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  3. ^ Liu J, Xing Y, Hinds TR, Zheng J, Xu W (June 2006). "The third 20 amino acid repeat is the tightest binding site of APC for beta-catenin". J. Mol. Biol. 360 (1): 133–44. doi:10.1016/j.jmb.2006.04.064. PMID 16753179. 
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  7. ^ Vogel C, Berzuini C, Bashton M, Gough J, Teichmann SA (February 2004). "Supra-domains: evolutionary units larger than single protein domains". J. Mol. Biol. 336 (3): 809–23. doi:10.1016/j.jmb.2003.12.026. PMID 15095989.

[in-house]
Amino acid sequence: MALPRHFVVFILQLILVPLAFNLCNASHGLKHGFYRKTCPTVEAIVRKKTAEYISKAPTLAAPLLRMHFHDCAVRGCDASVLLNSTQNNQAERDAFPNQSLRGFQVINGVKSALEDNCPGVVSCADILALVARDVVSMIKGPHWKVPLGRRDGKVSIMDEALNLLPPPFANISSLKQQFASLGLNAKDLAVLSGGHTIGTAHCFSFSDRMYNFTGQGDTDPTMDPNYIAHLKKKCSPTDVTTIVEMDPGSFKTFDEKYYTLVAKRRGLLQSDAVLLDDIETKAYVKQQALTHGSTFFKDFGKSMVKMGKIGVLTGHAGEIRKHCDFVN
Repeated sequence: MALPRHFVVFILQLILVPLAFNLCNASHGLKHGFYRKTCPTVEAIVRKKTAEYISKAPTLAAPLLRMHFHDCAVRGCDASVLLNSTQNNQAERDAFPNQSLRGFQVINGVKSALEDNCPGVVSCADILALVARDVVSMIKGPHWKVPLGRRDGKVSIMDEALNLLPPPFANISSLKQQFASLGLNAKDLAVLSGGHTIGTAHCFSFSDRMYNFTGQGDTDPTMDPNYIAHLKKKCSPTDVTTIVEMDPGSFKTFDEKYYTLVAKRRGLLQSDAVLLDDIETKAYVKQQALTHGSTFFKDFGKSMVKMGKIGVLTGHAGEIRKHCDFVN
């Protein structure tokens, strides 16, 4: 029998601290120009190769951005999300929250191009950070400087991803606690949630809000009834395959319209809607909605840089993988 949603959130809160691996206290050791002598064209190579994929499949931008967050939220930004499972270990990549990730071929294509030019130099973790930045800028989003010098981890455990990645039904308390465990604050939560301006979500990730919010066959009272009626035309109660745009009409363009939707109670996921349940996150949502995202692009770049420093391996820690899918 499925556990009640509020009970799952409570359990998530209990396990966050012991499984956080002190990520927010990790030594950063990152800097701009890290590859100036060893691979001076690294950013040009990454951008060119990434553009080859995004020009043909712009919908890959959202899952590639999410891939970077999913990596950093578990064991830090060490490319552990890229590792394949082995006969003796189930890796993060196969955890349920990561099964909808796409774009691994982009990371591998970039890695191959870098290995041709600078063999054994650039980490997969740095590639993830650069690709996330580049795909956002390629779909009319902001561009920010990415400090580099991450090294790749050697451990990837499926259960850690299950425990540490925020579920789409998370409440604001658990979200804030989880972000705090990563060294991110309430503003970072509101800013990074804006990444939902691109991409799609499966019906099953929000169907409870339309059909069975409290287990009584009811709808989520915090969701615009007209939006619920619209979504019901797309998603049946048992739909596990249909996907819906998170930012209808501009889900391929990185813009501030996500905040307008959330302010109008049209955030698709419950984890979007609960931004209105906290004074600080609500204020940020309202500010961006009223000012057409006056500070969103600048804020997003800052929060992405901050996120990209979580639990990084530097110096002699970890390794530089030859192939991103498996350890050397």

8. ^ Yu X, Chini CC, He M, Mer G, Chen J (October 2003). "The BRCT domain is a phospho-protein binding domain". Science. 302 (5645): 639–42. doi:10.1126/science.1088753. PMID 14576433. 
  9. ^ Sheng ZZ, Zhao YQ, Huang JF (2011). "Functional Evolution of BRCT Domains from Binding DNA to Protein". Evol. Bioinform. Online. 7: 87–97. doi:10.4137/EBO.S7084. PMC 3140412Freely accessible. PMID 21814458. 
  10. ^ Leung CC, Glover JN (August 2011). "BRCT domains: easy as one, two, three". Cell Cycle. 10 (15): 2461–70. doi:10.4161/cc.10.15.16312. PMC 3180187Freely accessible. PMID 21734457.